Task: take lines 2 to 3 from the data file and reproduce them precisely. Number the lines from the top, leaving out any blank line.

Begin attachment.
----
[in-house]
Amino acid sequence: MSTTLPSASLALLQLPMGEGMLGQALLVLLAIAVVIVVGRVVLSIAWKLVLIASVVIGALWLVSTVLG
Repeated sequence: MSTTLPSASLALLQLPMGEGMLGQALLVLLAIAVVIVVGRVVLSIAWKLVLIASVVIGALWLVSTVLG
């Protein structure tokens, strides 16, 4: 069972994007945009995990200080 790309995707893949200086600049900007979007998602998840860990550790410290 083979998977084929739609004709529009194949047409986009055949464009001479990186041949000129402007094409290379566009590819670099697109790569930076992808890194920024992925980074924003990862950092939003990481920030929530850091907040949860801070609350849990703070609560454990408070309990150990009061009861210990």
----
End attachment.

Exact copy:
Amino acid sequence: MSTTLPSASLALLQLPMGEGMLGQALLVLLAIAVVIVVGRVVLSIAWKLVLIASVVIGALWLVSTVLG
Repeated sequence: MSTTLPSASLALLQLPMGEGMLGQALLVLLAIAVVIVVGRVVLSIAWKLVLIASVVIGALWLVSTVLG